Say Cheese! A Picture of Middle School Math Common Core
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- 1. Say Cheese! A Picture of a Middle School Common Core ClassroomPresented by:Anna Crooke and Heather PuhlCaldwell County Schools
- 2. Identify what a Common Core Classroom looks like Investigate lessons Discuss and collaborate with others Provide resources to support Common Core instructionGoals for Session
- 3. Look at the following pictures. For each picture, write down any features you notice that exemplify what you think a common core classroom looks like. After viewing the pictures, you will have the opportunity to share your thoughts with other participants.Snapshots of Classrooms
- 4. Kids without a teacher
- 5. Share timeWhat did you notice?
- 6. What do you notice?
- 7. What do you notice?
- 8. Kids without a teacher What do you notice?
- 9. What do you notice?
- 10. Student directed Concrete exploration 3-Part lesson plan Real-world relevancy Essential Components
- 11. Teacher as facilitator Not teacher-directed 100% of the time Location in the classroom is not always at the front board Teacher uses questioning to lead discussion Process is more important than the end product Student Directed
- 12. Management of the classroom Teach students what is expected Checklist to self-monitor behavior Utilize individual, partner, and group- work Student Directed
- 13. Differentiation Accept multiple approaches and explanations Students engage in math dialogue and appreciate individual contributions Make math accessible for all students Scaffold assignments Use formative assessment to guide instruction Student Directed
- 14. Content examples Encourage multiple representations Use manipulatives to build conceptual understanding Tie conceptual understanding to abstract representation Concrete Exploration
- 15. Resources/Strategies to Use: Math Foundations Workshops Math Investigations Curriculum Integrated Math Curriculum Superstars Math AIMS Concrete Exploration
- 16. You Do We Do I Do3-Part Lesson Plan
- 17. Explore Lessons with 6th, 7th, and, 8th grade teachers.Lessons For Learning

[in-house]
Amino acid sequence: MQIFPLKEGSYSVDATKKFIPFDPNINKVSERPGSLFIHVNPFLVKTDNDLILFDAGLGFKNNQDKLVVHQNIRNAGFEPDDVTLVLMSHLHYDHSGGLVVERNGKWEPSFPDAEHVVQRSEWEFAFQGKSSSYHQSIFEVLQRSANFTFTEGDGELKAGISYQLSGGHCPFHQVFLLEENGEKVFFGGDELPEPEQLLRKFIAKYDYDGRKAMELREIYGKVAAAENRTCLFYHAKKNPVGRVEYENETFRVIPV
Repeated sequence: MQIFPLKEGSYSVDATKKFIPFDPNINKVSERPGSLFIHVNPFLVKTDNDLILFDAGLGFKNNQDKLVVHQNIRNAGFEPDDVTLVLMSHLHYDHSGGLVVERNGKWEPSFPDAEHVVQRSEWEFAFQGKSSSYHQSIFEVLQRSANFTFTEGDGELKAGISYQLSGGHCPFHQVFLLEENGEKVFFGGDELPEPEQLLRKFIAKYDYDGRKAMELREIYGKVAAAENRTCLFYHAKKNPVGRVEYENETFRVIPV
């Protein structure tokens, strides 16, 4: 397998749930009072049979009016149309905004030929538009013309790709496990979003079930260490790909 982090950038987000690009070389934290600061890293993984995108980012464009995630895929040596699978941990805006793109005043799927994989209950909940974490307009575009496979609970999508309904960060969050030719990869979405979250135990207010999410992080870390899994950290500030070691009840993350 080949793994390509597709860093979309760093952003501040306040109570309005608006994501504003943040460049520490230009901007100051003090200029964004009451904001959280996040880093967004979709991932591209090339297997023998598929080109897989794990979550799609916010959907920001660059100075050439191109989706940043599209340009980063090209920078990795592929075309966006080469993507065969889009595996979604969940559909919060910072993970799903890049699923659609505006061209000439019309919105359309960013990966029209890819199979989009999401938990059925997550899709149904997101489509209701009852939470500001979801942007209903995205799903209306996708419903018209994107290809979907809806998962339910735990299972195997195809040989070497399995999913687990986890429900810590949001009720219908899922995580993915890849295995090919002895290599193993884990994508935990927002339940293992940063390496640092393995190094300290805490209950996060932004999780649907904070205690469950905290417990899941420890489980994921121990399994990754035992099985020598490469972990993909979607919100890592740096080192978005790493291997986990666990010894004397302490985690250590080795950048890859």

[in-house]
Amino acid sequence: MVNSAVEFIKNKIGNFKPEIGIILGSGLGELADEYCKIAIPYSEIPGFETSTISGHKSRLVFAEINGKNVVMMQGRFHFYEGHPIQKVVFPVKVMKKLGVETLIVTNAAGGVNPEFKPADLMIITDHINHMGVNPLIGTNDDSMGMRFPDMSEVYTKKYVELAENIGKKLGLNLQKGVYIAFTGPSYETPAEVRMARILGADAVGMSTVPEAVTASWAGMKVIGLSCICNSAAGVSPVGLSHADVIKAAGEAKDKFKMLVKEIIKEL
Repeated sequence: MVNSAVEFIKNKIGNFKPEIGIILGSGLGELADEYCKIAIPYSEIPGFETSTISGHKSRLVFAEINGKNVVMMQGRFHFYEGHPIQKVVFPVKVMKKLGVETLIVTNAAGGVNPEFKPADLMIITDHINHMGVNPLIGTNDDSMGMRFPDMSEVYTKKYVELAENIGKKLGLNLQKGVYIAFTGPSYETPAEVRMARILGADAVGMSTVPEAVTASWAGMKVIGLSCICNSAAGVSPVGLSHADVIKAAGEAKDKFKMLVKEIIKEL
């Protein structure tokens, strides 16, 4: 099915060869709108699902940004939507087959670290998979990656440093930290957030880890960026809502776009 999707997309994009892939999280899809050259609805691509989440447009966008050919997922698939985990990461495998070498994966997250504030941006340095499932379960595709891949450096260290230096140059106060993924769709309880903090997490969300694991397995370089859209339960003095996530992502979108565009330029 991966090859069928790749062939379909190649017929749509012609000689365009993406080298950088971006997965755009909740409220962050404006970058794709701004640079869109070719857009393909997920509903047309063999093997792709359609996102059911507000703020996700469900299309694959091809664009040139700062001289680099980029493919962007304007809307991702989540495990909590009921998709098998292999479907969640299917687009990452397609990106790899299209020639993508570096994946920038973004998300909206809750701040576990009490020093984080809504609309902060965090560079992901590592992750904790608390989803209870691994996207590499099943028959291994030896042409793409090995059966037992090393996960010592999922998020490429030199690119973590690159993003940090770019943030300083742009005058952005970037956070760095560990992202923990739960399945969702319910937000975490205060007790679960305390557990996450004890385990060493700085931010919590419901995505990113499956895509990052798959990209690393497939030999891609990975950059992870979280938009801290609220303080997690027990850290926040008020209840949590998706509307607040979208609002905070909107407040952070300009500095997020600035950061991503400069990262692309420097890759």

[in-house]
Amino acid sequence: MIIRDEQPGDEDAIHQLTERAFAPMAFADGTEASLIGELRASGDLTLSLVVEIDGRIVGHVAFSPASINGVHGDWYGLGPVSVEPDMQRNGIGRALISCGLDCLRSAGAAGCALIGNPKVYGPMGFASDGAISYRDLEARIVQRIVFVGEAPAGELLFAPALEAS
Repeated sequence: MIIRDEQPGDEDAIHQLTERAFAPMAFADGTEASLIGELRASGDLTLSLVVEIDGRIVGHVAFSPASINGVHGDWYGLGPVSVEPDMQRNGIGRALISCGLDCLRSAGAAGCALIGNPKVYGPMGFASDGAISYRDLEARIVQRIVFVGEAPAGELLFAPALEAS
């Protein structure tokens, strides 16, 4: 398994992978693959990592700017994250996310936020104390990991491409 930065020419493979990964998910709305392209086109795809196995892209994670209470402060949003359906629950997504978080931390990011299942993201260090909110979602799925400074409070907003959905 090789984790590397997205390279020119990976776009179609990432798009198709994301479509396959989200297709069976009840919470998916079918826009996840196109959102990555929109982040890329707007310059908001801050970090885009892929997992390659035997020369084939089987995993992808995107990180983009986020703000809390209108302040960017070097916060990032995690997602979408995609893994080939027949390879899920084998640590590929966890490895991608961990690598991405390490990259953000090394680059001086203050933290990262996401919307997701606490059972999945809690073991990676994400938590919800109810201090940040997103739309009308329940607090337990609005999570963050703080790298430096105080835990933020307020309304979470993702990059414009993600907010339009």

- 18. Multiple Real-Life Applications of theContent 6th Split Time, 6.RP.3 7th Pizza Doubler, 7.G.4 8th 25 Billion Apps, 8.F.4 Real-World Relevancy
- 19. 1. What should his split time on the indoor track be? Write a guess.2. Write a number you know is too high and one that is too low. 6 th Grade, Act 1
- 20. What information do you need? 6th Grade, Act 2
- 21. 6th Grade, Act 3
- 22. 1. If youd like the most pizza, which coupon should you use? 7th Grade, Act 1
- 23. 2. What information would be useful to know here?3. Can you prove your answer is correct?4. Would the best coupon for the slice above work for all slices or just slices? Tell me under what circumstances I should use one coupon or the other. 7th Grade, Act 2
- 24. 1. When should you start bombarding the App Store with purchases to win?2. Write down an answer you know is too high and too low. 8 th Grade, Act 1
- 25. 8 th Grade, Act 2
- 26. 24,658,507,655
- 27. 8 th Grade Act 2
- 28. 4. What assumptions have you made in your model?5. Interpret the parameters in your linear model. What do the units represent? What does the y-intercept represent?6. According to your linear model, when did the app store sell its first app? Calculate an answer mathematically then find the actual answer. If those answers are different, what could explain the different? 8 th Grade, Act 3
- 29. Discourse with Solving Problems Justify answers Pull real-world connectionsUse as a starting point rather than anending point. Real-World Relevancy
- 30. Questions? Evaluation Conclusion
- 31. Anna Crooke Instructional Facilitator Caldwell County Schools firstname.lastname@example.org Heather Puhl Mentor Caldwell County Schools email@example.comContact Information
- 32. Dan Meyer, 3-Act Math Tasks, retrieved online October 2, 2012 from https://docs.google.com/spreadsheet/ccc?key=0AjIqyKM 9d7ZYdEhtR3BJMmdBWnM2YWxWYVM1UWowTEE #gid=0 Resources